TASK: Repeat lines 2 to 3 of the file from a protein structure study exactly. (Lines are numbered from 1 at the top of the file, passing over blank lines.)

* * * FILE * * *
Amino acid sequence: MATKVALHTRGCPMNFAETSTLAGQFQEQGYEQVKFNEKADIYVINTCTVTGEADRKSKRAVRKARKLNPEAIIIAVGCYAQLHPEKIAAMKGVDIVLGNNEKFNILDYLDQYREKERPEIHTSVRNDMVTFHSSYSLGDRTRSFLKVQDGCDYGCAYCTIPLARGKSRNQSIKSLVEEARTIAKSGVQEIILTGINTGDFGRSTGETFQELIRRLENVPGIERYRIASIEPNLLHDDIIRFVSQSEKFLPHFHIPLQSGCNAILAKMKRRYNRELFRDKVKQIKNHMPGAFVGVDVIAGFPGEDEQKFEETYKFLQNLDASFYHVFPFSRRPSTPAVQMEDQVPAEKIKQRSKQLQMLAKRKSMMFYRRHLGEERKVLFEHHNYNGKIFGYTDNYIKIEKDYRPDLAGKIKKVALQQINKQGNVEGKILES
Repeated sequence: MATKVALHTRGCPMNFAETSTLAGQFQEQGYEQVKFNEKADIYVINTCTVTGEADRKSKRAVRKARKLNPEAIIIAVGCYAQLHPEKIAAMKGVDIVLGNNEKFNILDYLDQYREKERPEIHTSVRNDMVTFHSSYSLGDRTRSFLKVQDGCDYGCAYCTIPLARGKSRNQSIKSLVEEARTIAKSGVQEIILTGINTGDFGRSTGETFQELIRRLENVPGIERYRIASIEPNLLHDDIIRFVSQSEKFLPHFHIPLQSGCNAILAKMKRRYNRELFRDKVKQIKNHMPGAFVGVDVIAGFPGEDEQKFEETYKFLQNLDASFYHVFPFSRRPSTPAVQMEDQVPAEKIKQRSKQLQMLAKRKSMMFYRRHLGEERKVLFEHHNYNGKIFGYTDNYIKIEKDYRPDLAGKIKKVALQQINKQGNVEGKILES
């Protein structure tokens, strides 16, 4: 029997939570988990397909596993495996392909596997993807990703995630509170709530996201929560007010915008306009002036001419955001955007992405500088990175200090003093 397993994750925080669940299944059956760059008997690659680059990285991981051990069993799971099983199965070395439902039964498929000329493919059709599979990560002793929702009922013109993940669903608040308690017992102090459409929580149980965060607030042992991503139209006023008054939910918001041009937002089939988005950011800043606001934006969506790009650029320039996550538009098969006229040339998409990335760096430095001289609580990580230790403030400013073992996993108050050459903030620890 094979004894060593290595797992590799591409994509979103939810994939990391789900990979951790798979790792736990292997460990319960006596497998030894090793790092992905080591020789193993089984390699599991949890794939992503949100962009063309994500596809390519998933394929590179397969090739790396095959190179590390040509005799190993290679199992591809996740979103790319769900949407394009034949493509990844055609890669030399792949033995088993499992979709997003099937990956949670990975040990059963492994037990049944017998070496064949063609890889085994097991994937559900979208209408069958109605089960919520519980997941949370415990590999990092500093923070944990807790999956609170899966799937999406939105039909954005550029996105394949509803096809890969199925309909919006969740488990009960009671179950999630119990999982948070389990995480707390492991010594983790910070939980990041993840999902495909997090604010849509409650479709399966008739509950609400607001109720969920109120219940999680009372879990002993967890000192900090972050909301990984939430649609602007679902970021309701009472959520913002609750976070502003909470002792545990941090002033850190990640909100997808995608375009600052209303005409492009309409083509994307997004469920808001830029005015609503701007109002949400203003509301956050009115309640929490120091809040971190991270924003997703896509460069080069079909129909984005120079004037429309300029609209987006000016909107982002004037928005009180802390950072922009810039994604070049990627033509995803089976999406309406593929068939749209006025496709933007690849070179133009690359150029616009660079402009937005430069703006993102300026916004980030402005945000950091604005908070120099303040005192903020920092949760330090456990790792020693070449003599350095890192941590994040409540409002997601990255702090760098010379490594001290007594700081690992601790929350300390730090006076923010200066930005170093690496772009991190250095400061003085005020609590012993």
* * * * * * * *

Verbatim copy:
Repeated sequence: MATKVALHTRGCPMNFAETSTLAGQFQEQGYEQVKFNEKADIYVINTCTVTGEADRKSKRAVRKARKLNPEAIIIAVGCYAQLHPEKIAAMKGVDIVLGNNEKFNILDYLDQYREKERPEIHTSVRNDMVTFHSSYSLGDRTRSFLKVQDGCDYGCAYCTIPLARGKSRNQSIKSLVEEARTIAKSGVQEIILTGINTGDFGRSTGETFQELIRRLENVPGIERYRIASIEPNLLHDDIIRFVSQSEKFLPHFHIPLQSGCNAILAKMKRRYNRELFRDKVKQIKNHMPGAFVGVDVIAGFPGEDEQKFEETYKFLQNLDASFYHVFPFSRRPSTPAVQMEDQVPAEKIKQRSKQLQMLAKRKSMMFYRRHLGEERKVLFEHHNYNGKIFGYTDNYIKIEKDYRPDLAGKIKKVALQQINKQGNVEGKILES
């Protein structure tokens, strides 16, 4: 029997939570988990397909596993495996392909596997993807990703995630509170709530996201929560007010915008306009002036001419955001955007992405500088990175200090003093 397993994750925080669940299944059956760059008997690659680059990285991981051990069993799971099983199965070395439902039964498929000329493919059709599979990560002793929702009922013109993940669903608040308690017992102090459409929580149980965060607030042992991503139209006023008054939910918001041009937002089939988005950011800043606001934006969506790009650029320039996550538009098969006229040339998409990335760096430095001289609580990580230790403030400013073992996993108050050459903030620890 094979004894060593290595797992590799591409994509979103939810994939990391789900990979951790798979790792736990292997460990319960006596497998030894090793790092992905080591020789193993089984390699599991949890794939992503949100962009063309994500596809390519998933394929590179397969090739790396095959190179590390040509005799190993290679199992591809996740979103790319769900949407394009034949493509990844055609890669030399792949033995088993499992979709997003099937990956949670990975040990059963492994037990049944017998070496064949063609890889085994097991994937559900979208209408069958109605089960919520519980997941949370415990590999990092500093923070944990807790999956609170899966799937999406939105039909954005550029996105394949509803096809890969199925309909919006969740488990009960009671179950999630119990999982948070389990995480707390492991010594983790910070939980990041993840999902495909997090604010849509409650479709399966008739509950609400607001109720969920109120219940999680009372879990002993967890000192900090972050909301990984939430649609602007679902970021309701009472959520913002609750976070502003909470002792545990941090002033850190990640909100997808995608375009600052209303005409492009309409083509994307997004469920808001830029005015609503701007109002949400203003509301956050009115309640929490120091809040971190991270924003997703896509460069080069079909129909984005120079004037429309300029609209987006000016909107982002004037928005009180802390950072922009810039994604070049990627033509995803089976999406309406593929068939749209006025496709933007690849070179133009690359150029616009660079402009937005430069703006993102300026916004980030402005945000950091604005908070120099303040005192903020920092949760330090456990790792020693070449003599350095890192941590994040409540409002997601990255702090760098010379490594001290007594700081690992601790929350300390730090006076923010200066930005170093690496772009991190250095400061003085005020609590012993």